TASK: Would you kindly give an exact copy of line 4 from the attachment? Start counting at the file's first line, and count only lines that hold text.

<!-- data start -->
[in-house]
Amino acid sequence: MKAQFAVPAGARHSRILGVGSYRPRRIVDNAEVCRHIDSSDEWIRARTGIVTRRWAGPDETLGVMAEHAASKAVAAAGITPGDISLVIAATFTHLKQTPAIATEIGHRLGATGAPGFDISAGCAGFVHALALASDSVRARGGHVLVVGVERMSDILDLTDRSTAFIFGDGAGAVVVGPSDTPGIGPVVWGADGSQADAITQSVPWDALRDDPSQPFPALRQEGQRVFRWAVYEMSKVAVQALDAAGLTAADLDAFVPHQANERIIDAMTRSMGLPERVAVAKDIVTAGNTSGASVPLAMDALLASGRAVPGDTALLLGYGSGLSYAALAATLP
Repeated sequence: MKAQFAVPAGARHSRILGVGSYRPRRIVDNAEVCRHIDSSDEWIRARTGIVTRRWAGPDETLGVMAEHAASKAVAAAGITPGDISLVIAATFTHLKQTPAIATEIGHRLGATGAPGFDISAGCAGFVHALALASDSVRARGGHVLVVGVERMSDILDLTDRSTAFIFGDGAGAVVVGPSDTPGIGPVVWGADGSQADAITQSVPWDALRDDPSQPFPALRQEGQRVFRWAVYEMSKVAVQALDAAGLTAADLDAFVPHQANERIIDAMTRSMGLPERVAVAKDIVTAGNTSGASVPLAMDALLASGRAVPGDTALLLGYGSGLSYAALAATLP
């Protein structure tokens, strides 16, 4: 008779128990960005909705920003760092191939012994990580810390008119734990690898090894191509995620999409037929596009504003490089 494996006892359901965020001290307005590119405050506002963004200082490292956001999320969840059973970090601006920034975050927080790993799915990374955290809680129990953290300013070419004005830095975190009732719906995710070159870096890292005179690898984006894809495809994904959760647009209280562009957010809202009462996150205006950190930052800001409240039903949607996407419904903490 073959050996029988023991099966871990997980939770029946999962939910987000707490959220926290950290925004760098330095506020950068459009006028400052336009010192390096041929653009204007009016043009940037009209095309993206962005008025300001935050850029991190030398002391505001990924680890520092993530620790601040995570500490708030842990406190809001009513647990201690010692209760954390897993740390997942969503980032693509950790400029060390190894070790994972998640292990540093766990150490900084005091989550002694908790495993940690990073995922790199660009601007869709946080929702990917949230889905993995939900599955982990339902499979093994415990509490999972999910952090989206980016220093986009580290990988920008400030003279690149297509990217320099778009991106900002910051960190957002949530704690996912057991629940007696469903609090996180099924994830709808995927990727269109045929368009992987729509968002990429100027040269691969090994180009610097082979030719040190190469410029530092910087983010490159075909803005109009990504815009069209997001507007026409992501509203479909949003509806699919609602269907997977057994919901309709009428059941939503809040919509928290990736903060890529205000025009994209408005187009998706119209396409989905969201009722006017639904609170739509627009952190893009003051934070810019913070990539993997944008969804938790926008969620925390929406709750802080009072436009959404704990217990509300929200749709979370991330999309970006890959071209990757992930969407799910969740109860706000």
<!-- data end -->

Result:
């Protein structure tokens, strides 16, 4: 008779128990960005909705920003760092191939012994990580810390008119734990690898090894191509995620999409037929596009504003490089 494996006892359901965020001290307005590119405050506002963004200082490292956001999320969840059973970090601006920034975050927080790993799915990374955290809680129990953290300013070419004005830095975190009732719906995710070159870096890292005179690898984006894809495809994904959760647009209280562009957010809202009462996150205006950190930052800001409240039903949607996407419904903490 073959050996029988023991099966871990997980939770029946999962939910987000707490959220926290950290925004760098330095506020950068459009006028400052336009010192390096041929653009204007009016043009940037009209095309993206962005008025300001935050850029991190030398002391505001990924680890520092993530620790601040995570500490708030842990406190809001009513647990201690010692209760954390897993740390997942969503980032693509950790400029060390190894070790994972998640292990540093766990150490900084005091989550002694908790495993940690990073995922790199660009601007869709946080929702990917949230889905993995939900599955982990339902499979093994415990509490999972999910952090989206980016220093986009580290990988920008400030003279690149297509990217320099778009991106900002910051960190957002949530704690996912057991629940007696469903609090996180099924994830709808995927990727269109045929368009992987729509968002990429100027040269691969090994180009610097082979030719040190190469410029530092910087983010490159075909803005109009990504815009069209997001507007026409992501509203479909949003509806699919609602269907997977057994919901309709009428059941939503809040919509928290990736903060890529205000025009994209408005187009998706119209396409989905969201009722006017639904609170739509627009952190893009003051934070810019913070990539993997944008969804938790926008969620925390929406709750802080009072436009959404704990217990509300929200749709979370991330999309970006890959071209990757992930969407799910969740109860706000």